Tag Archives: consequences

About a screw: not everything read on the Internet is true

Swedish media production company Day4 recently conducted an experiment on Internet media and the Apple community. They drew a screw with a special-patterned head and posted it anonymously via Reddit. It spread like wildfire.

Just some odd sites, you reckon? No. Try a search on “apple screw” and see for yourself which big names picked this up like almost everybody else. Since no further information existed, all of the commentary in the articles is extrapolated from thin air, with presumptions based on Apple’s actual past actions.

A phrase like “Apple May Be Working On A Top Secret Asymmetric Screw To Lock You Out Of Your Devices Forever” doesn’t even hold up to very basic scrutiny. Disregarding the simplified misuse of the word asymmetrical, it’s not that hard to make/copy a tool for almost any screw head design, from scratch (either from plastic or a metal). Even if the whole thing were true, tools would have been produced very swiftly – regardless of any legalities (which would be a valid topic, considering the US DMCA legislation).

The group at Day4 created the following chart plotting the distance from the source versus the perceived level of truth. Nothing new there either from a psychological perspective, but it’s good to have these things pointed out every once in a while:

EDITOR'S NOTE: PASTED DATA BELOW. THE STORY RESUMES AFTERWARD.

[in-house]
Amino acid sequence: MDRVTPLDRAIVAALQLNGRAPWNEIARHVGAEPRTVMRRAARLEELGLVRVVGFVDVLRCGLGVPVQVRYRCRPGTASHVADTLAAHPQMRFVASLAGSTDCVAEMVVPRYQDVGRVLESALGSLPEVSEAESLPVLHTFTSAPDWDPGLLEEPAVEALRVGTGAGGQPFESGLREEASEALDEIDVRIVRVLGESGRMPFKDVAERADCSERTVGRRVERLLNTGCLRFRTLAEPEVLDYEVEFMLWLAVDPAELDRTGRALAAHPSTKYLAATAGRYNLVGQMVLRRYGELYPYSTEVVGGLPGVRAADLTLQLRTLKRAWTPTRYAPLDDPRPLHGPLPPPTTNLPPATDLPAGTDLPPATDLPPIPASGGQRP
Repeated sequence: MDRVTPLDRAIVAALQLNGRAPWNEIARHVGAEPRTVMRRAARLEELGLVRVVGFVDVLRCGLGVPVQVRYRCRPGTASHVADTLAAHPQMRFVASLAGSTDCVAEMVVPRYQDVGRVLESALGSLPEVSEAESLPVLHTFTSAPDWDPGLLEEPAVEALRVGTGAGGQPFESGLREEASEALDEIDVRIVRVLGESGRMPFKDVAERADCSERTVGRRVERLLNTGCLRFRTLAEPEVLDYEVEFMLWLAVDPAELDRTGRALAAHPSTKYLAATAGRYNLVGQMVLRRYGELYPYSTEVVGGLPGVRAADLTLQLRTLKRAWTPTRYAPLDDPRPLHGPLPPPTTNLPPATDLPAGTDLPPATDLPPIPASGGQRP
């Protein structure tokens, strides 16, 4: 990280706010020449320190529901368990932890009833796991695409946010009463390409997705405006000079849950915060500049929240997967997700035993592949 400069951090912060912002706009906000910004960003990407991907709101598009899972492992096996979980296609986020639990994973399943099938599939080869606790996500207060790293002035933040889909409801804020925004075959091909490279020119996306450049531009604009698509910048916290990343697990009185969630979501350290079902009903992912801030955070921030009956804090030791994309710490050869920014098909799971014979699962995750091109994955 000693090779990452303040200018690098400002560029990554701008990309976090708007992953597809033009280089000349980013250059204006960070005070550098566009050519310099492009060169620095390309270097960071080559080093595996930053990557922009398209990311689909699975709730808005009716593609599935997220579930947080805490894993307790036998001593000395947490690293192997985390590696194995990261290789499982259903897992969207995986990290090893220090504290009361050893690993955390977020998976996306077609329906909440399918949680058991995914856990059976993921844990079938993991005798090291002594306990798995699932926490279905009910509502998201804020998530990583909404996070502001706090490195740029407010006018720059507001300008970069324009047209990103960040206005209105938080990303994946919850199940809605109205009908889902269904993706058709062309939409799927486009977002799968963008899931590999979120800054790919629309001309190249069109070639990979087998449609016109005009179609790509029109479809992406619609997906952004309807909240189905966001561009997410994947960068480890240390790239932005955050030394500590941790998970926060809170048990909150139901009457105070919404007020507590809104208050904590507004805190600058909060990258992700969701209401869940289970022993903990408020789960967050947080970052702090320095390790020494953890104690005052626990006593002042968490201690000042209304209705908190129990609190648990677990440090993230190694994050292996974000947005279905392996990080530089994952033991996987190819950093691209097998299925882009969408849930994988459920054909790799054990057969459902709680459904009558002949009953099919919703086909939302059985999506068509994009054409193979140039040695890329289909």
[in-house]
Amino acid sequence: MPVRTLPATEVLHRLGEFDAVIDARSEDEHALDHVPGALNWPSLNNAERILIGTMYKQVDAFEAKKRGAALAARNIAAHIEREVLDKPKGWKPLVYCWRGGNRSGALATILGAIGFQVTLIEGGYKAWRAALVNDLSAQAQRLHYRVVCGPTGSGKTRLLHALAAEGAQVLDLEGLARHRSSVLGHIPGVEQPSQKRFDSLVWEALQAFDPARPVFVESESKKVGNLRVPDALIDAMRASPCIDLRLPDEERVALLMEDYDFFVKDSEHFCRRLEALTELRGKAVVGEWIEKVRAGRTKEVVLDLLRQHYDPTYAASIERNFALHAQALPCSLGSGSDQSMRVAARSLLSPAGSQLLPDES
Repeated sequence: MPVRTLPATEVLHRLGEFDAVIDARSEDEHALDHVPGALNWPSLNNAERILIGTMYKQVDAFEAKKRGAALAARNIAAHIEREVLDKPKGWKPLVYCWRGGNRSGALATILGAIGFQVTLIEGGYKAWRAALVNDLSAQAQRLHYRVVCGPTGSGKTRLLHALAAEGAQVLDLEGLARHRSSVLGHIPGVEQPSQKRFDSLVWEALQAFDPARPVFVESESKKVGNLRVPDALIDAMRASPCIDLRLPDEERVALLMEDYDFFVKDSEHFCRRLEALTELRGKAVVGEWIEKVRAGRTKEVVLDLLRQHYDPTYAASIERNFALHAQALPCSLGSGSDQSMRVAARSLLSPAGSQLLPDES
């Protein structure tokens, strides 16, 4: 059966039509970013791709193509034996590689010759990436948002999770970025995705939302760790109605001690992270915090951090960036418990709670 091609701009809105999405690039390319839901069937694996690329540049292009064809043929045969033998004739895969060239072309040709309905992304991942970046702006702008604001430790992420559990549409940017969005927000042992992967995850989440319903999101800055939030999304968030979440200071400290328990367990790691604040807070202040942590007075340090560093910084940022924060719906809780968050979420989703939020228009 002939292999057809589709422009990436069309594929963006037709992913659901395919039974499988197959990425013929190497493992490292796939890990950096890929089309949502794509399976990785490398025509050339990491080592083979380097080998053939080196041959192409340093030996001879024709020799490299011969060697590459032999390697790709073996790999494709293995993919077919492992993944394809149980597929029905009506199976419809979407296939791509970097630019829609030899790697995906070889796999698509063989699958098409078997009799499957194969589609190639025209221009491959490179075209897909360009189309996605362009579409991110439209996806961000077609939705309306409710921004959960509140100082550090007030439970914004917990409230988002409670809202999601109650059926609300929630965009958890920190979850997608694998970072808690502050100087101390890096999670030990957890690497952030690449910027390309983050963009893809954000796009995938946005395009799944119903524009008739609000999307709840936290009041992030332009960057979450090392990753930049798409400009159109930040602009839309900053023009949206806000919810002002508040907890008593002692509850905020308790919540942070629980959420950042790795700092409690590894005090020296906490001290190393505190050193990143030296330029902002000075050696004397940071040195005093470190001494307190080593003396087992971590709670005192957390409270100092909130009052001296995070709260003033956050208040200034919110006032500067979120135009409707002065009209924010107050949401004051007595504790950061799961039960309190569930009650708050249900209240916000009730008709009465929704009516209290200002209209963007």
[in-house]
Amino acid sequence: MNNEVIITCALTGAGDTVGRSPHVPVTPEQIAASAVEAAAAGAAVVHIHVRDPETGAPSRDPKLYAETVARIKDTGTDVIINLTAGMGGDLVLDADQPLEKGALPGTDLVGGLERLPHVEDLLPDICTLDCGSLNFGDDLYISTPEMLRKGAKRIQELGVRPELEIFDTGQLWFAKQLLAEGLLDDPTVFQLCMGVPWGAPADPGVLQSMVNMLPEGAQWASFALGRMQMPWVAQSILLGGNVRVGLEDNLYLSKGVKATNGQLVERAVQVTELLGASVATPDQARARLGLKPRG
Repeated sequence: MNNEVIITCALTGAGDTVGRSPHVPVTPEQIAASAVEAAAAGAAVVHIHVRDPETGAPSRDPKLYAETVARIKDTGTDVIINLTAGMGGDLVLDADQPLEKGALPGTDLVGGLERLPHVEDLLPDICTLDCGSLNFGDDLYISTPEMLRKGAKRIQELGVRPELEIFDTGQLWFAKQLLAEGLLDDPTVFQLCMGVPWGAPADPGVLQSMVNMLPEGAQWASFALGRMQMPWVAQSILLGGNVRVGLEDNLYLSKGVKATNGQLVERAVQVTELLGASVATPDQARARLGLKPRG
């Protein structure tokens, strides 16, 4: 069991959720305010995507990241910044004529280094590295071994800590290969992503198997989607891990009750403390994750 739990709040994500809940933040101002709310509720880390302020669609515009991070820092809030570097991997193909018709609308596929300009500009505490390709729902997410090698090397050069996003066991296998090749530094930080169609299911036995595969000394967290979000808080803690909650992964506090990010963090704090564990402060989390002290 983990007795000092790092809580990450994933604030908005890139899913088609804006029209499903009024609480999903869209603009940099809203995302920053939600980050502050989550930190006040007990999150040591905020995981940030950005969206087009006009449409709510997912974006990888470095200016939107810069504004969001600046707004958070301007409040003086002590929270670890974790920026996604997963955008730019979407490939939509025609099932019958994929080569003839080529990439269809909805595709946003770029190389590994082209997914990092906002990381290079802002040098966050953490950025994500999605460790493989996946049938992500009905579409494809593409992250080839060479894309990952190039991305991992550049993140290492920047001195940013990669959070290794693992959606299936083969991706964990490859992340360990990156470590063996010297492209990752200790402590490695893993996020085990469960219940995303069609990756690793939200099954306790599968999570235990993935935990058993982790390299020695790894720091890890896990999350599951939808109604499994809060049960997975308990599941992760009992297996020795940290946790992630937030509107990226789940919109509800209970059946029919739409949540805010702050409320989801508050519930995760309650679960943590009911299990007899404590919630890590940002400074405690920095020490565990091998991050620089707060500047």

• don’t just believe everything you read/see (don’t just disbelieve either, that’s almost as invalid);
  • journalists, and people pretending to be journalists, can be (and often are) very lazy;
  • if you are a proper journalist, always do your job thoroughly (as others may not);
  • and last but not least, building an image (as Apple has) of being seen to be capable of initiating this kind of idea is not super. Choices have consequences, always (often delayed) and the people making such decisions may not consider the long term.

Truth chart

Voting with your wallet for the world you want

Anna Lappé said this nicely with

“Every time you spend money, you’re casting a vote for the kind of world you want.”

Of course this affects various aspects: whether you spend that money at all for a specific purpose, where you spend it (with whom), and how much.

In Upstarta terms, any choice (action or inaction) has consequences, and thus you own the consequences as much as the choice, they don’t “just happen”. Often the consequences are quite predictable, and if they’re not in line with where you want your company to go, that choice would be the wrong one. So for an Upstarta, Anna’s choice actually applies to any decision, not just those directly costing money.

Many companies don’t consider these things, but it doesn’t cost much extra effort and the secondary effects are worthwhile as well as the “feel good factor” for yourself and your company. It’s not something you would actively use in marketing (that’s uncool), but others will notice and the proactive stance will score you credit and that’s likely to attract extra business of the kind you want. So it can seriously ease your client acquisition process and thus in fact save money and effort there.